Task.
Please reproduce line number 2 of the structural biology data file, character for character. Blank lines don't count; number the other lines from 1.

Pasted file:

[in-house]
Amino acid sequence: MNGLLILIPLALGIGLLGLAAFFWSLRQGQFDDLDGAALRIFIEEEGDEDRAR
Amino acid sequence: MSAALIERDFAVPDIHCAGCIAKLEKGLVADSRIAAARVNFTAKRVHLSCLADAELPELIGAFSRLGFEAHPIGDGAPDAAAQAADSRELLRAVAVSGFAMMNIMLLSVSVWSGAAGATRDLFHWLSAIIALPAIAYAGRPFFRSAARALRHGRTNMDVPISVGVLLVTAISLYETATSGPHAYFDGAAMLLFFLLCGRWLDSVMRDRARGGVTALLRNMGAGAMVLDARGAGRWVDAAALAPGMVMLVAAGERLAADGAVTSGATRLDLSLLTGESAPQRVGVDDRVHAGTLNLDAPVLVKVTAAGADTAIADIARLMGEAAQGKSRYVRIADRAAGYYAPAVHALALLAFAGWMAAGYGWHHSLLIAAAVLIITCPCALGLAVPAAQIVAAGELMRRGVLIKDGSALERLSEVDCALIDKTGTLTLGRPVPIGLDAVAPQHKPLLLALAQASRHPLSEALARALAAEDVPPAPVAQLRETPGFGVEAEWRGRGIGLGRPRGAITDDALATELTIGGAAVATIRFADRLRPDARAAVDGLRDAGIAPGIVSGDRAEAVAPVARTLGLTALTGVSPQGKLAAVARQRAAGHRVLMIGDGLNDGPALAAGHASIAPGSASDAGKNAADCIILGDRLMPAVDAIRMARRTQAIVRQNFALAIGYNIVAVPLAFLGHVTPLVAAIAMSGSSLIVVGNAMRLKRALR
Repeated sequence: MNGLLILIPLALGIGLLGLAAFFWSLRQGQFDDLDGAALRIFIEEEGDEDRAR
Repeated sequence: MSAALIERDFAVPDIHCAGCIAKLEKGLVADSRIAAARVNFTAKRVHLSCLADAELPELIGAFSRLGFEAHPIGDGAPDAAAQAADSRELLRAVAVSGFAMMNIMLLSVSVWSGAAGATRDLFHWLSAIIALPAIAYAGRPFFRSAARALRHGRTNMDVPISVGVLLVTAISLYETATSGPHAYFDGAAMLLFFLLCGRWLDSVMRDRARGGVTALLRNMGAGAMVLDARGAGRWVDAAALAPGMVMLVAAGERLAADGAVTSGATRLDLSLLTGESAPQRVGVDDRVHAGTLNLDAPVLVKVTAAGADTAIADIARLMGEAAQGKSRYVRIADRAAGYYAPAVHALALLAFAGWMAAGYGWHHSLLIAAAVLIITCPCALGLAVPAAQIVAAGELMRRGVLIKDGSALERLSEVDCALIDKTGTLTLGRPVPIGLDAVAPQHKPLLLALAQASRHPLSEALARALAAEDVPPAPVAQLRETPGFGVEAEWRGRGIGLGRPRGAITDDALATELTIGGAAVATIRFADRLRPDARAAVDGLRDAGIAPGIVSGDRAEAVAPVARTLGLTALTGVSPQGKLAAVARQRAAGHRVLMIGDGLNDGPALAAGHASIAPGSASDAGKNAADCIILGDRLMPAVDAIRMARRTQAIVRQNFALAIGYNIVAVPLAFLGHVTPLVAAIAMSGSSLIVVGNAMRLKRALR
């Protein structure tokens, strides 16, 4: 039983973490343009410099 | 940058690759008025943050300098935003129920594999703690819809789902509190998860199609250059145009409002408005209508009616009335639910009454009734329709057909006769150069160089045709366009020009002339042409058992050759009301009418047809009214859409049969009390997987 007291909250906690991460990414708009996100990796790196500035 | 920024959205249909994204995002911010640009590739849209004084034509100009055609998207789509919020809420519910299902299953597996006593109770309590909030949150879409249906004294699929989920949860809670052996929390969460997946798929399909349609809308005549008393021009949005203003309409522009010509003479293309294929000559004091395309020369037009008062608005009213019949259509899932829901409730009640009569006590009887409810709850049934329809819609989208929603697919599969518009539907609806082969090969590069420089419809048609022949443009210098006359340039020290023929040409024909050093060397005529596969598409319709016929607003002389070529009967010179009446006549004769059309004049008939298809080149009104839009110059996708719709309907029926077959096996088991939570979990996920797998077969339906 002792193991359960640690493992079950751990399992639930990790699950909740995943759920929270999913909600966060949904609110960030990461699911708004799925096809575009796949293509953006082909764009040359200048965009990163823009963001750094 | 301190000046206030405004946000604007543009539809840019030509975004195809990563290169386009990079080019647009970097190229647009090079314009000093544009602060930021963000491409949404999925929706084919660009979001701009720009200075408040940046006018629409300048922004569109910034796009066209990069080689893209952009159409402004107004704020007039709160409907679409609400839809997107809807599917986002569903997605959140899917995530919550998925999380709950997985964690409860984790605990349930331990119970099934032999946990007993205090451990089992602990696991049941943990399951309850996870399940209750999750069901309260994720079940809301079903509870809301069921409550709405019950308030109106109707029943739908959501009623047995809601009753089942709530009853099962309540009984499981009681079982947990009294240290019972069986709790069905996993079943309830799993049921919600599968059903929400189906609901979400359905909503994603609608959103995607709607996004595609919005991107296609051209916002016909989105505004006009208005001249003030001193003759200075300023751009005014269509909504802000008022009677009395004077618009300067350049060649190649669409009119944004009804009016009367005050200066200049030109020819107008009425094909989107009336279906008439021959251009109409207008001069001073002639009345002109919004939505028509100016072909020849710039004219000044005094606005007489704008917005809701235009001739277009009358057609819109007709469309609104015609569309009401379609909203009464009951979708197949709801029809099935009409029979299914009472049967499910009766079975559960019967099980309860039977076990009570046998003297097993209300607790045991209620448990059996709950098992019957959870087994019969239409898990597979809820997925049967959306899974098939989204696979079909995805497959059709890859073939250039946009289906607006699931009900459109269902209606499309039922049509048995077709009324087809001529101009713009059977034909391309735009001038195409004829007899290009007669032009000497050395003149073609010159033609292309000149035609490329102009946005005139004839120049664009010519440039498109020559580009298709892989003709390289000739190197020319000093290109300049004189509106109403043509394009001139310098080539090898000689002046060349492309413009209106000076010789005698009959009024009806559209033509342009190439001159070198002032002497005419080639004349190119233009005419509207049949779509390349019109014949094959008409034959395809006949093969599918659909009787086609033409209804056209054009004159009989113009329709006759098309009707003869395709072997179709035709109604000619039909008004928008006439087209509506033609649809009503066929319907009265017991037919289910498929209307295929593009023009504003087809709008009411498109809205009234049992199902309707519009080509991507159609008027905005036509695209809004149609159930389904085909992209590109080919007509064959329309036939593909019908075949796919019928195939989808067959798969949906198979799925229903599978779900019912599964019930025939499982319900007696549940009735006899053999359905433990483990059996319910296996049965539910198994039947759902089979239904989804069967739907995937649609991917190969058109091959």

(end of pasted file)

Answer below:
Amino acid sequence: MNGLLILIPLALGIGLLGLAAFFWSLRQGQFDDLDGAALRIFIEEEGDEDRAR